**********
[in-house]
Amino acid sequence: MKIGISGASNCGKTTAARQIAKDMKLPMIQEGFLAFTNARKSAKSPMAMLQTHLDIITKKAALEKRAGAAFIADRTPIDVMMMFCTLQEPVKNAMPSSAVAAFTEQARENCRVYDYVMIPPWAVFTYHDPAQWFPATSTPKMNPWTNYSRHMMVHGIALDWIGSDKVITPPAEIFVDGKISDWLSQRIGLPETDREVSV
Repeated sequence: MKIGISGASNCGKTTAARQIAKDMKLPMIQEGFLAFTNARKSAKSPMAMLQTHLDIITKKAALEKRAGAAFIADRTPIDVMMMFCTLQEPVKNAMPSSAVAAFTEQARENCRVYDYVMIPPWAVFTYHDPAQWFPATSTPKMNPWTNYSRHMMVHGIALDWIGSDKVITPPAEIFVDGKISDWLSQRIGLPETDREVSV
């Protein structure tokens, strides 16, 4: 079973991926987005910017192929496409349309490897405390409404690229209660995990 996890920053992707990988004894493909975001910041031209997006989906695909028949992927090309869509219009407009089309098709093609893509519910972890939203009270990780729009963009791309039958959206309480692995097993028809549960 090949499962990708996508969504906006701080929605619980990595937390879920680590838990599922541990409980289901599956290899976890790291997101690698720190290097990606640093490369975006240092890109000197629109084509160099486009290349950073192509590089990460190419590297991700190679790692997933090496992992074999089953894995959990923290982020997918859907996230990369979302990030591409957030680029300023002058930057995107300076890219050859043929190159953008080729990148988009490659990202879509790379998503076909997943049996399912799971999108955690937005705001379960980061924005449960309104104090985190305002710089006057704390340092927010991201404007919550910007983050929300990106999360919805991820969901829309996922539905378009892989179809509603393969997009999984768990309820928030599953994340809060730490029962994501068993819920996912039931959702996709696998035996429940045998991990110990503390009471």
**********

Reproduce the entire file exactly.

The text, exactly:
[in-house]
Amino acid sequence: MKIGISGASNCGKTTAARQIAKDMKLPMIQEGFLAFTNARKSAKSPMAMLQTHLDIITKKAALEKRAGAAFIADRTPIDVMMMFCTLQEPVKNAMPSSAVAAFTEQARENCRVYDYVMIPPWAVFTYHDPAQWFPATSTPKMNPWTNYSRHMMVHGIALDWIGSDKVITPPAEIFVDGKISDWLSQRIGLPETDREVSV
Repeated sequence: MKIGISGASNCGKTTAARQIAKDMKLPMIQEGFLAFTNARKSAKSPMAMLQTHLDIITKKAALEKRAGAAFIADRTPIDVMMMFCTLQEPVKNAMPSSAVAAFTEQARENCRVYDYVMIPPWAVFTYHDPAQWFPATSTPKMNPWTNYSRHMMVHGIALDWIGSDKVITPPAEIFVDGKISDWLSQRIGLPETDREVSV
């Protein structure tokens, strides 16, 4: 079973991926987005910017192929496409349309490897405390409404690229209660995990 996890920053992707990988004894493909975001910041031209997006989906695909028949992927090309869509219009407009089309098709093609893509519910972890939203009270990780729009963009791309039958959206309480692995097993028809549960 090949499962990708996508969504906006701080929605619980990595937390879920680590838990599922541990409980289901599956290899976890790291997101690698720190290097990606640093490369975006240092890109000197629109084509160099486009290349950073192509590089990460190419590297991700190679790692997933090496992992074999089953894995959990923290982020997918859907996230990369979302990030591409957030680029300023002058930057995107300076890219050859043929190159953008080729990148988009490659990202879509790379998503076909997943049996399912799971999108955690937005705001379960980061924005449960309104104090985190305002710089006057704390340092927010991201404007919550910007983050929300990106999360919805991820969901829309996922539905378009892989179809509603393969997009999984768990309820928030599953994340809060730490029962994501068993819920996912039931959702996709696998035996429940045998991990110990503390009471």